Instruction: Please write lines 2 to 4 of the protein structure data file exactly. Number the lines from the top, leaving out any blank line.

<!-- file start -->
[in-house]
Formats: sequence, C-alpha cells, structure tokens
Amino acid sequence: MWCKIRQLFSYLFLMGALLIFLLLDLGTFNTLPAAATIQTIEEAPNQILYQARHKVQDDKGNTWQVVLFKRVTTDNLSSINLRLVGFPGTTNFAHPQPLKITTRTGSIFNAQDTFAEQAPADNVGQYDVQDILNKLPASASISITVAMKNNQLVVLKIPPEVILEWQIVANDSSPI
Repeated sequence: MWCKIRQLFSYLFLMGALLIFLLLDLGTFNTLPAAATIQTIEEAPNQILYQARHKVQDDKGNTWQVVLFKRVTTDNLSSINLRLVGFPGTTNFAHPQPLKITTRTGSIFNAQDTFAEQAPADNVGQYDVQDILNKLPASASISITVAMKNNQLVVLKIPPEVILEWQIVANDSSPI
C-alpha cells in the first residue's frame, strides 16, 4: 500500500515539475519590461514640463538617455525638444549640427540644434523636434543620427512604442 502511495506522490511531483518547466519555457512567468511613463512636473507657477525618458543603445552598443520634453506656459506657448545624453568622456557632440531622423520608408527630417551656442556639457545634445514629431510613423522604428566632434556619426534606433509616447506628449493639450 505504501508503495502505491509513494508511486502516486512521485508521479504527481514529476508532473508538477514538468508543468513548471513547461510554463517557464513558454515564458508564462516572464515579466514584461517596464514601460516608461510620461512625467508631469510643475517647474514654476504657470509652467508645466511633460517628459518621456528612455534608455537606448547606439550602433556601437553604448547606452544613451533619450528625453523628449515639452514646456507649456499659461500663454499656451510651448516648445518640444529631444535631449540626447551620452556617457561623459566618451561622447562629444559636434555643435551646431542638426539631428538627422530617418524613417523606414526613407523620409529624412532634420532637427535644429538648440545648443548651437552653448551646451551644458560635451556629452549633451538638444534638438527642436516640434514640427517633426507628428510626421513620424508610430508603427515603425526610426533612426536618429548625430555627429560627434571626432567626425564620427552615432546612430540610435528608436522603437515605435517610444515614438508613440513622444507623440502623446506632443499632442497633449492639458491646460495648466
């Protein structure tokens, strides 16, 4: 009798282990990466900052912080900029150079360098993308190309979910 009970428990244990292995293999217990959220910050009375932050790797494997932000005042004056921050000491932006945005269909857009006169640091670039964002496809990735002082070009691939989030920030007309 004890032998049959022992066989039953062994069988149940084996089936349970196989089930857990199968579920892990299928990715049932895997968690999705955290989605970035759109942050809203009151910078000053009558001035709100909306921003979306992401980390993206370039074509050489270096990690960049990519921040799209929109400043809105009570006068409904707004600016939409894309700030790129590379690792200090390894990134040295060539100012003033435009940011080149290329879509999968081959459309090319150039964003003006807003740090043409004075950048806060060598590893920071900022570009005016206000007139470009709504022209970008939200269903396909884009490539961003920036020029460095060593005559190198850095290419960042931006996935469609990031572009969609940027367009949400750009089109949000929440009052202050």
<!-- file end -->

Formats: sequence, C-alpha cells, structure tokens
Amino acid sequence: MWCKIRQLFSYLFLMGALLIFLLLDLGTFNTLPAAATIQTIEEAPNQILYQARHKVQDDKGNTWQVVLFKRVTTDNLSSINLRLVGFPGTTNFAHPQPLKITTRTGSIFNAQDTFAEQAPADNVGQYDVQDILNKLPASASISITVAMKNNQLVVLKIPPEVILEWQIVANDSSPI
Repeated sequence: MWCKIRQLFSYLFLMGALLIFLLLDLGTFNTLPAAATIQTIEEAPNQILYQARHKVQDDKGNTWQVVLFKRVTTDNLSSINLRLVGFPGTTNFAHPQPLKITTRTGSIFNAQDTFAEQAPADNVGQYDVQDILNKLPASASISITVAMKNNQLVVLKIPPEVILEWQIVANDSSPI